20. Memorandum From the President’s Special Assistant (Rostow) to President Johnson 1


  • Arms for Israel and Jordan

You have asked to discuss these decisions: (1) Shall we resume now a limited ($6.5 million) program for Jordan to keep the USSR out? (2) When should we answer Israel’s aircraft requests?

Time is running out on our stringing Hussein along without resuming military shipments. We would go ahead in a minute except for one problem—reaction from Israel, our Jewish community and Congress. But we still feel Israel is better off with a controlled number of US arms in Jordan than with unrestrained Soviet shipments. This is a painful decision, but the Secretaries feel we must go ahead.
We must provide Israel with some aircraft (Tab C),2 but we’re divided on two issues—how many? and when? The Arab-Israeli balance today is at least as favorable to Israel as on June 5. The question is how quickly we must act to keep pace with Soviet resupply. The 48 Skyhawks we are already delivering will replace Israel’s war losses by the end of 1968 and bring Israel’s air strength qualitatively somewhat above its June 5 level. General Weizman asked for 27 more Skyhawks and 50 F-4 Phantoms to increase that level (from 200 to 250) and permit modernization. Everyone agrees that we should go ahead with the 27 added Skyhawks soon and hold on the Phantoms until the need is clearer (e.g. French decision on 50 Mirages). But a debate on timing ranges between these choices:
  • —Nick Katzenbach (Tab A)3 would hold our decision until the Eshkol visit. He believes that we should not jeopardize Jarring’s mission and that we can keep the Israelis quiet about Jordan by assuring them we’ll avoid lead time delays and will divert aircraft from other contracts if Israel needs help quickly.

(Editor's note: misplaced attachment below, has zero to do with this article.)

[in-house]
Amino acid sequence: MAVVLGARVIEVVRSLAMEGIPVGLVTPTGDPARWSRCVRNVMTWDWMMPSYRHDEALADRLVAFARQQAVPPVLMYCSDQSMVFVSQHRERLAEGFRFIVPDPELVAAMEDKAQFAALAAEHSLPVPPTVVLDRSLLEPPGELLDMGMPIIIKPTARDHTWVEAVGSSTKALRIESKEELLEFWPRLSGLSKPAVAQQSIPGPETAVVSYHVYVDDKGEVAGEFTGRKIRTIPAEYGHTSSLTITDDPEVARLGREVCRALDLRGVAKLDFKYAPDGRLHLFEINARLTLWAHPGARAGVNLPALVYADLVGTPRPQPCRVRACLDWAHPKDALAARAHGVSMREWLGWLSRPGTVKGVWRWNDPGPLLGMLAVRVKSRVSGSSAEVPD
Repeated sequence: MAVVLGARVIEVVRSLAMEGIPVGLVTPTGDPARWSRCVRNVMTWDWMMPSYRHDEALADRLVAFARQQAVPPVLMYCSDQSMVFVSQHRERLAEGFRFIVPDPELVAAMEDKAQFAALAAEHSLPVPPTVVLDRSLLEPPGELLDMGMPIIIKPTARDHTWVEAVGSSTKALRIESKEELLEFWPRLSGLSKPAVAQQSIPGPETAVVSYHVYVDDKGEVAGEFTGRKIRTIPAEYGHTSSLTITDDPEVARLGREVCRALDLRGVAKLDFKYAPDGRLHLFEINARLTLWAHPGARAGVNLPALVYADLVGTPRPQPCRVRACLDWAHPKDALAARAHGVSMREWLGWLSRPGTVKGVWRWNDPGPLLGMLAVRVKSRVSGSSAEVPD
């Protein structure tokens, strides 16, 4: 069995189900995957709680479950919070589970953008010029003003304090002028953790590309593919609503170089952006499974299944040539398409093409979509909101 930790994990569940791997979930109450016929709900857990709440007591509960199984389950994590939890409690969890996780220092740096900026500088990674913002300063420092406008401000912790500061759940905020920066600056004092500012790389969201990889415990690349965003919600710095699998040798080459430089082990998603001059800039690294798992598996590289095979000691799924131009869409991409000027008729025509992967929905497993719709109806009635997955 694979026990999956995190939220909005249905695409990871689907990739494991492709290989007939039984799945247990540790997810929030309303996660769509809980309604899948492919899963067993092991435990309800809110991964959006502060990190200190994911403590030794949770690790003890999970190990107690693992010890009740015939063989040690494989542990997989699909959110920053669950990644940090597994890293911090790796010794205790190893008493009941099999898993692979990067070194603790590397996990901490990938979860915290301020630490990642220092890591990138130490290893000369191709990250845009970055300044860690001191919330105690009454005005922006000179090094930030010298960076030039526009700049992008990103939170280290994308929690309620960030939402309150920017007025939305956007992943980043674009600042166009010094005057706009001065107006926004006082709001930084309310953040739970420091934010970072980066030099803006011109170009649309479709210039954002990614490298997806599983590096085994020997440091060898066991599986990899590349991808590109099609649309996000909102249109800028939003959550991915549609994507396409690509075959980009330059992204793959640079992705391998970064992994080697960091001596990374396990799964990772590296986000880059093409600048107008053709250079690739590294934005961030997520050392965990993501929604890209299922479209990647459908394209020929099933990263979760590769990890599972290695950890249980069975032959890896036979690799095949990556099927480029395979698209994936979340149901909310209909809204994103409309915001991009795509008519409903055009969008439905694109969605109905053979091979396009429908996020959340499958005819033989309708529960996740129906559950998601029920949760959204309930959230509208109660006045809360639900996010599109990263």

• —Gene Rostow (Tab B)4 believes we must go ahead now, mainly to disabuse the Arabs of any false hopes that rapid supply of Soviet equipment has given them.
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I doubt we can hold domestic pressures comfortably until Eshkol comes. I’d be inclined to go ahead now with the 27 Skyhawks, both to balance our Jordan move (if you approve) and to show we mean it about wanting Israel to be militarily self-sufficient.5

  1. Source: Johnson Library, National Security File, Country File, Middle East, Vol. I, 6/65–3/68. Secret.
  2. Tab C is Document 15.
  3. Tab A is a December 14 memorandum from Katzenbach to Rostow, not printed.
  4. Tab B is a December 13 memorandum from Rostow to Katzenbach, not printed.
  5. Rostow sent a follow-up memorandum to President Johnson on December 16 in which he reported on a conversation he had had the previous evening with Israeli Minister Evron on the issue of arms for Jordan. Evron indicated that his government would understand and be helpful if the United States felt it had to go ahead with arms for Jordan. Rostow added that he felt that Evron was assuming that the United States would simultaneously agree to provide the additional 27 Skyhawk aircraft to Israel. (Johnson Library, National Security File, Country File, Middle East, Vol. I, 6/65–3/68) On December 17 Rostow reported in a memorandum to the President that he had, on the President’s instructions, discussed the question of the Skyhawk aircraft for Israel with McGeorge Bundy. BUNDY felt, on balance, that it would be better to proceed with the decision to provide the aircraft rather than postpone it until Eshkol’s visit. (Ibid., Israel, Vol. XII, 1965–68)